Tuesday, February 10, 2015
Agreeing To Disagree Not Disagreeing To The Death
Today, I participated in a "Capacity Review" for the Oklahoma State Department of Education. May I say first, BOY WAS I HAPPY TO BE ASKED! I'm no prognosticator - I can't see ahead to the end of Supt. Hofmeister's term - but I can tell you that as of now, I'm impressed. It feels so good just to be ASKED for input and not stiff-armed or walked out on, or indirectly called a liar. Going into her new position, it is at least apparent that Mrs. Hofmeister understands the rule, "You get more flies with honey than vinegar". She may not hear or take into consideration a word we said, but again, just indicating interest salves a lot of wounds!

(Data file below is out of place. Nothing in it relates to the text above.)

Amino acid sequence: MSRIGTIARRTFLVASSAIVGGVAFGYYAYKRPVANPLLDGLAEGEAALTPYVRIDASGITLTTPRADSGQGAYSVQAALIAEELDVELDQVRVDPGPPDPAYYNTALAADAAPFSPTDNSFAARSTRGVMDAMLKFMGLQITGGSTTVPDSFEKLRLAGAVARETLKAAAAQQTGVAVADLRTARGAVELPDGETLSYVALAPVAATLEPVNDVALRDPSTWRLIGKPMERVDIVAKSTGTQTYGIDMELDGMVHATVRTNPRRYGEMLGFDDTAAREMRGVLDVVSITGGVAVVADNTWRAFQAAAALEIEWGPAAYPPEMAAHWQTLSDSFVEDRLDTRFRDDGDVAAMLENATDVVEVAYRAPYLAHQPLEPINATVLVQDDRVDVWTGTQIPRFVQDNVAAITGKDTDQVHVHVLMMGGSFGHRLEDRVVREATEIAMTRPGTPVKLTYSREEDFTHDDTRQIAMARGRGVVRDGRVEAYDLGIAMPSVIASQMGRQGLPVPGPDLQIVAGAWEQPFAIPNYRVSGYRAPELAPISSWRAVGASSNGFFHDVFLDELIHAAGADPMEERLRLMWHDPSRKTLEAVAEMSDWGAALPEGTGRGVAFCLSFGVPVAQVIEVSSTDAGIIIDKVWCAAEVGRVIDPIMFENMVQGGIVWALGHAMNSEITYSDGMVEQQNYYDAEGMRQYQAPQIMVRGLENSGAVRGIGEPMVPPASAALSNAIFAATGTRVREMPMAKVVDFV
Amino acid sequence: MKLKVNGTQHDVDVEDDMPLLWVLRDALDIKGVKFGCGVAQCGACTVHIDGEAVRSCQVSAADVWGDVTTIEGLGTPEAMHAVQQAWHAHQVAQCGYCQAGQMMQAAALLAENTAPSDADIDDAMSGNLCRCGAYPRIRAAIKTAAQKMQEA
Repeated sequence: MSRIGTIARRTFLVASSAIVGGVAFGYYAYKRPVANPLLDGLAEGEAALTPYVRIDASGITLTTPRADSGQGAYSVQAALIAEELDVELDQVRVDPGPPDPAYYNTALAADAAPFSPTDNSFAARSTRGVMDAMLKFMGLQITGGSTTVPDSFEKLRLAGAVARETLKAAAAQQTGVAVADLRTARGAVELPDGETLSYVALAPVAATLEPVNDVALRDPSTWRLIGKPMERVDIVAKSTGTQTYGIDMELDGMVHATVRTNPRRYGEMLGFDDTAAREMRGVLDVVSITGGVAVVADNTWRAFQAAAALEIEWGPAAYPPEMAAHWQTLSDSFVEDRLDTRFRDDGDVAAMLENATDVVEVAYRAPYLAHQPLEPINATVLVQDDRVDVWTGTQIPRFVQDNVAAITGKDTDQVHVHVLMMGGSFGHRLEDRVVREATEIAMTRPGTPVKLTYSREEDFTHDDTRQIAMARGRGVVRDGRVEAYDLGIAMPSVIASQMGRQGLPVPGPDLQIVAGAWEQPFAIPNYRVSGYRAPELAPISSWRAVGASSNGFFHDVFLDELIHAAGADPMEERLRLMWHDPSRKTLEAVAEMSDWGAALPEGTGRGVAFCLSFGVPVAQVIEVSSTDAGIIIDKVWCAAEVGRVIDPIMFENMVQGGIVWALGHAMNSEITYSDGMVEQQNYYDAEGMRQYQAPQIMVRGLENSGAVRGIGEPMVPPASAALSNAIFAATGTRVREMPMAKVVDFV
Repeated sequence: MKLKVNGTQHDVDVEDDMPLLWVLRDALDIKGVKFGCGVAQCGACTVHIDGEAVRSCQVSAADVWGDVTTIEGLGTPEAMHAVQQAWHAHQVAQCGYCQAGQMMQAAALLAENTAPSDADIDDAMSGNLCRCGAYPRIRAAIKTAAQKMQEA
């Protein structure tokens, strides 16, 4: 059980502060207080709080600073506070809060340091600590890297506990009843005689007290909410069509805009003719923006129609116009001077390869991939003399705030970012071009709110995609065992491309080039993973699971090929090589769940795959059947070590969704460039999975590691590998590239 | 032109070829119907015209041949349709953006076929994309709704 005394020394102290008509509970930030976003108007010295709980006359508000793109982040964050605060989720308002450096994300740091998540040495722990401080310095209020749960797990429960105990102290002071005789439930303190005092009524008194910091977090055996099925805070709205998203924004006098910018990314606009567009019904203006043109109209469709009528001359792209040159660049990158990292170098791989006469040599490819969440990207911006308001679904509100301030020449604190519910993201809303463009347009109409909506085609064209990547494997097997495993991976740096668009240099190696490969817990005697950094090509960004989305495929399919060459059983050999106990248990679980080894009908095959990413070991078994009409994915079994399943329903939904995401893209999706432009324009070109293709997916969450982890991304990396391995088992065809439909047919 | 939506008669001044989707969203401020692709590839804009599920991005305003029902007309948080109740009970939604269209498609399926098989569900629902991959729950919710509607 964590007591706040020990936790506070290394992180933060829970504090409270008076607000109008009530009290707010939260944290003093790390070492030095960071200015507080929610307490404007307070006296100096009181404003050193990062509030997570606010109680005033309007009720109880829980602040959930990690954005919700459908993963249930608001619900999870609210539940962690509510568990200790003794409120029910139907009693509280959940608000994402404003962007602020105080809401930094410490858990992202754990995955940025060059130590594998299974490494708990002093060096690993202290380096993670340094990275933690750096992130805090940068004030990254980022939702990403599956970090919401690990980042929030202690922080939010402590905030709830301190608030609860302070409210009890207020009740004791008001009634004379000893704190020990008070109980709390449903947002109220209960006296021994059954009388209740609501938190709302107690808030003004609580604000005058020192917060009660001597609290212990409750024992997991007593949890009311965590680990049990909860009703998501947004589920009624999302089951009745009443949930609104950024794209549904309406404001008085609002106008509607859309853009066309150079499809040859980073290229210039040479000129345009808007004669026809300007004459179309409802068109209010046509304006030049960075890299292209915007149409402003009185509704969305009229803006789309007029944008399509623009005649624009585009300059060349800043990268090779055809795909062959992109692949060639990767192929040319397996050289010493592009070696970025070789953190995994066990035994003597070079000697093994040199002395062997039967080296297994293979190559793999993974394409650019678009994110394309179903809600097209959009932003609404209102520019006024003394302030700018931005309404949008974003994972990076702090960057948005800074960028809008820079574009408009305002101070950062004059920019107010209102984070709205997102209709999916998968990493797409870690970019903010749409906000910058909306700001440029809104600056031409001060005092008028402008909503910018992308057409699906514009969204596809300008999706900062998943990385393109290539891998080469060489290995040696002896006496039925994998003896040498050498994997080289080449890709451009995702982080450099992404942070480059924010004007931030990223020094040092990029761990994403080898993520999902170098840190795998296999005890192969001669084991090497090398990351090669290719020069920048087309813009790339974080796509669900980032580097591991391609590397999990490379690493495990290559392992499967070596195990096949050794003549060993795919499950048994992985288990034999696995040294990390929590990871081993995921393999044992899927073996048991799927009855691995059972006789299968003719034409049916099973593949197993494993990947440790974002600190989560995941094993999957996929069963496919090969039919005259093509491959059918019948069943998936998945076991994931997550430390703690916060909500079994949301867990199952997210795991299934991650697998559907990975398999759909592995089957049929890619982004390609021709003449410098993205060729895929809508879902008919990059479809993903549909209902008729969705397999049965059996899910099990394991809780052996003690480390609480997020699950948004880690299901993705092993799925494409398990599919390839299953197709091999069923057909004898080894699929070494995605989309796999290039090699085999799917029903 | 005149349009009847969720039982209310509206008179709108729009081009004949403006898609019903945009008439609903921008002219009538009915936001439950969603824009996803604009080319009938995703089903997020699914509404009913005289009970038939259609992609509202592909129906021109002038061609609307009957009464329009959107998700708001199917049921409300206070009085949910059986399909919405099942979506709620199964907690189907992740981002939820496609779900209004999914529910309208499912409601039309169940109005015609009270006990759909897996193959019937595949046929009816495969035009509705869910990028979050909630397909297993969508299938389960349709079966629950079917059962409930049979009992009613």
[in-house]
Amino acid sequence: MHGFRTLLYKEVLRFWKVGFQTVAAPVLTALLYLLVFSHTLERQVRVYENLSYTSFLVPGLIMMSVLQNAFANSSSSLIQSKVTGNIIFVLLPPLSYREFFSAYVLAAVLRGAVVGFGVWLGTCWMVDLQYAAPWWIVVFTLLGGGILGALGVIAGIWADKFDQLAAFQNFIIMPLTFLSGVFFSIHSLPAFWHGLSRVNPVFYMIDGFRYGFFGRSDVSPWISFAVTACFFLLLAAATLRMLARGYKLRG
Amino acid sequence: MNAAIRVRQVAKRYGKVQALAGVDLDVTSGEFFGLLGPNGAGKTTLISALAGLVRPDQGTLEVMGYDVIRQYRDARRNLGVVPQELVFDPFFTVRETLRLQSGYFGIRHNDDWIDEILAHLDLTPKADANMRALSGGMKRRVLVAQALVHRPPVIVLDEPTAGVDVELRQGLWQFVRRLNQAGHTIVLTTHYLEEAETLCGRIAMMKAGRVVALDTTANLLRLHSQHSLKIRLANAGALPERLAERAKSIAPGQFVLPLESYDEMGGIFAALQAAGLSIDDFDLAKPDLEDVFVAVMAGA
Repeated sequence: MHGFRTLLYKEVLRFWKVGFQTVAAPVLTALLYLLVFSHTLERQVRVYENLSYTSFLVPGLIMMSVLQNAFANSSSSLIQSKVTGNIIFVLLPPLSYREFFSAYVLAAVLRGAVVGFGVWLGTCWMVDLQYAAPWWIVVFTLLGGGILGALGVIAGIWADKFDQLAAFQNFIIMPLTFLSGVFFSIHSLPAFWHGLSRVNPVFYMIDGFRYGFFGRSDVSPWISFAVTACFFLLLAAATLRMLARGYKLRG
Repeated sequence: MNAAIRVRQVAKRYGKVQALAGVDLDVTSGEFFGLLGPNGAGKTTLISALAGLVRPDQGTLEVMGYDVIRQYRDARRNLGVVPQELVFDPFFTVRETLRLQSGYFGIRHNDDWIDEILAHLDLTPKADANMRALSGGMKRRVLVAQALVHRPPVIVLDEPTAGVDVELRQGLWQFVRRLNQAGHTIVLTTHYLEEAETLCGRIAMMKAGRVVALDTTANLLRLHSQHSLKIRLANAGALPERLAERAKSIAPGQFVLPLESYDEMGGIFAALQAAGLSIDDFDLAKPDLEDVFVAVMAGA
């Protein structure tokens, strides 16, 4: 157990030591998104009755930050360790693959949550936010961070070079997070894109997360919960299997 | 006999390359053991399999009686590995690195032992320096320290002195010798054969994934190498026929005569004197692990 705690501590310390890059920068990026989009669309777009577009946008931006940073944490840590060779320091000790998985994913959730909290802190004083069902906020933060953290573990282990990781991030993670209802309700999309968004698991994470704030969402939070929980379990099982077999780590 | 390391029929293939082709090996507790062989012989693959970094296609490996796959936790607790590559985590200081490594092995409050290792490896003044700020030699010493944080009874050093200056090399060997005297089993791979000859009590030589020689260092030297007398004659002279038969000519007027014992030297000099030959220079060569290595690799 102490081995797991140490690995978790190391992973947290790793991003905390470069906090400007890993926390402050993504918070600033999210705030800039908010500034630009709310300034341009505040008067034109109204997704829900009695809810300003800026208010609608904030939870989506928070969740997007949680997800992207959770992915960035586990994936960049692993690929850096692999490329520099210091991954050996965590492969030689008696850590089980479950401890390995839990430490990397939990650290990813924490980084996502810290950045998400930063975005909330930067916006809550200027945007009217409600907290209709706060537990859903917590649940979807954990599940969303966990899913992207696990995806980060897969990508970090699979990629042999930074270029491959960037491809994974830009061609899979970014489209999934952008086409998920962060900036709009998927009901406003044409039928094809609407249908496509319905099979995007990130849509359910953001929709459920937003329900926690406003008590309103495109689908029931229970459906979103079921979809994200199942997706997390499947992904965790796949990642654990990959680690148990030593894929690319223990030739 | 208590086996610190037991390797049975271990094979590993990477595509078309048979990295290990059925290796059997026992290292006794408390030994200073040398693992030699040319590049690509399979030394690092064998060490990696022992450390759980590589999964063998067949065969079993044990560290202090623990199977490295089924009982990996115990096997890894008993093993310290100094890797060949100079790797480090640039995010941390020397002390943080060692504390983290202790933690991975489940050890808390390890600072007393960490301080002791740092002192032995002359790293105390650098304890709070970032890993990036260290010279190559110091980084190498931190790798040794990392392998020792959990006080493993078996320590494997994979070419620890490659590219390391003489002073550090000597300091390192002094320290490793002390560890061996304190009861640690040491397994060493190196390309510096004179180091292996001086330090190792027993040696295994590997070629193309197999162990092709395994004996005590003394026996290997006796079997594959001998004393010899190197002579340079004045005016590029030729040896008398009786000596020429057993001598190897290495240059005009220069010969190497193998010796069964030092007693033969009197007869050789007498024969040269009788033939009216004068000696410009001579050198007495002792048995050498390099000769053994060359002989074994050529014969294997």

The meeting of the group in which I was placed (I assume we were the 'parent' group) was this morning at 8:00am. Other than having to leave the kids Home Alone (insert face of Macaulay Culkin here!) from 7:30am to 10:00am, it was no trouble and the facilitator shepherded the meeting diligently, allowing the seven of us to be excused in just about an hour.
Our group contained representatives from PTA, Oklahoma Central PLAC, Stand For Children, VOICE, Oklahoma Parents/Educators for Public Education and a Sand Springs Teacher also coordinator of Parents and Teachers. Several of these groups clashed with ROPE over Common Core last year and others have been frustrated by our support for Education Savings Accounts/school choice this year. Consequently, I have to admit once the group assembled, I began to hear the Sesame Street classic, "One Of These Things Is Not Like The Others" playing in my head while I wondered how and where the conversation would go.
In the end, I appreciated hearing what others had to say in response to the questions posed by the facilitator, and agreed with a number of the opinions provided. In fact, I re-learned a valuable lesson; oftentimes people have more in common than not, it's finding common ground that's often hard.